Tenant damage liability changes unfair

Thursday 19 April 2018

New Select Committee recommendations on tenant liability for damage are needlessly complicated and simply unfair to landlords, investor advocates say.

By Miriam Bell

The Governance and Administration Select Committee reported back on the Residential Tenancies Amendment Bill (No.2) earlier this week and its proposed changes have left the NZ Property Investors Federation unhappy.

The Bill, which was drafted in response to widespread dismay over the fallout from the controversial Osaki ruling, was meant to address the issue of tenant liability for damage to rental properties.

But rather than clarifying the situation and rebalancing the responsibility for damage back towards tenants, the Select Committee’s recommendations further complicate the issue.

The Bill states that, assuming a property is insured against damage, a tenant’s liability is limited to either the applicable excess under the insurance or four weeks rent under the tenancy agreement - whichever is lower.

Now the Select Committee wants the words “for each incident” to be removed from this section as it does not consider them necessary.

NZPIF executive officer Andrew King says the Select Committee’s removal of the wording “for each incident” in the section dealing with liability leaves it all up in the air.

Removing those words just creates further confusion but it appears that any amount of damage will only be counted as one incident of damage, he says.

“It’s not clear how this will play out at the Tenancy Tribunal and it may give the adjudicators discretion. But it seems that if a landlord finds damage they are going to lump it all together as one.

“That won’t work in landlords’ favour and seems grossly unfair to me.”

He says the whole point of the changes was to give tenants the option of using the insurance policy but this means it’s only there to a limited degree.

“The issue doesn’t need to be this complicated. They should have just made it that a tenant is responsible for the damage that they cause.”

Tenants used to be responsible for careless damage but now the onus is on the landlord to prove the damage was careless, King says.

“The situation will be more unfair, unnecessarily complicated and expensive as a result of these recommendations.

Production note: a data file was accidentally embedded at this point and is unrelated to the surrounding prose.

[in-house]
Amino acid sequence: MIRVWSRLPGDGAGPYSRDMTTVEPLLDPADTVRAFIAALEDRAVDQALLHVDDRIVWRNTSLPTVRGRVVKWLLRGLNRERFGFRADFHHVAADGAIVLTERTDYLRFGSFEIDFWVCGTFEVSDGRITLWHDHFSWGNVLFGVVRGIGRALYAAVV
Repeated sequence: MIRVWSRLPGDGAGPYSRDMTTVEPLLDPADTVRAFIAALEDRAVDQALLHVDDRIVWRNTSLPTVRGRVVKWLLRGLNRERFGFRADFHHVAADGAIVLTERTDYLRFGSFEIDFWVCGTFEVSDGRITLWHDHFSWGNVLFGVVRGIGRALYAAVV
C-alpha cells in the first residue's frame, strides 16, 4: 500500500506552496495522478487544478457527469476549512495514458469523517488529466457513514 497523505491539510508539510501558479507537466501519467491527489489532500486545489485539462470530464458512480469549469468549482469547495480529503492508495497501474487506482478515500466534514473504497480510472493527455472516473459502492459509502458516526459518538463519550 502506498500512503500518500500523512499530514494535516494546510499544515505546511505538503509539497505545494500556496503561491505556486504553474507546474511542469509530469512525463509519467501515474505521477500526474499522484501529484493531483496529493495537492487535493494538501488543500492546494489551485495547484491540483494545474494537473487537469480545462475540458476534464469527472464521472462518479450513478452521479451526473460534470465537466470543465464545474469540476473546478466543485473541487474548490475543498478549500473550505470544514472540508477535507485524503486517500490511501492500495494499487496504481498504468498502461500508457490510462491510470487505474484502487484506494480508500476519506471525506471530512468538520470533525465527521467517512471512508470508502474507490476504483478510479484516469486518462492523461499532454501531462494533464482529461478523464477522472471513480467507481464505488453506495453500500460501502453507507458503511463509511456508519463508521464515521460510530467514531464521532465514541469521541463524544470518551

“There are also ramifications for tenants that people haven’t thought about. For example, it will only make landlords even more reluctant to allow tenants to have pets in rental properties.”

The Bill was also meant to address issues surrounding tenancies over rental premises that are unlawful for residential use and meth contamination of rental premises

King says he is disappointed that the Select Committee report doesn’t say anything much on the area of unlawful properties because that area is a mess.

“That will have more unintended consequences. It could lead to a whole heap of properties not being able to be rental properties and leaves landlords operating under a cloud of risk.”

Meanwhile, the proposal to change the wording relating to meth to contaminants is simply confusing and odd – given the whole furore over meth and levels of contamination, he adds.

“What is the point? What does it mean? It could mean asbestos or even mould or it might even include pests like cockroaches. How will this help? It just makes it more unclear.”

King says that, given the Bill has gone through the public consultation period and is now due for its second reading in Parliament, there is not much that can be done to influence the Bill.

“We will be talking to MPs and expressing our views. We hope there will be some debate around it all in Parliament and that there are some changes to make it more balanced.”

Read more:

Tenant damage liability: the Select Committee speaks 

Tenant damage law change 

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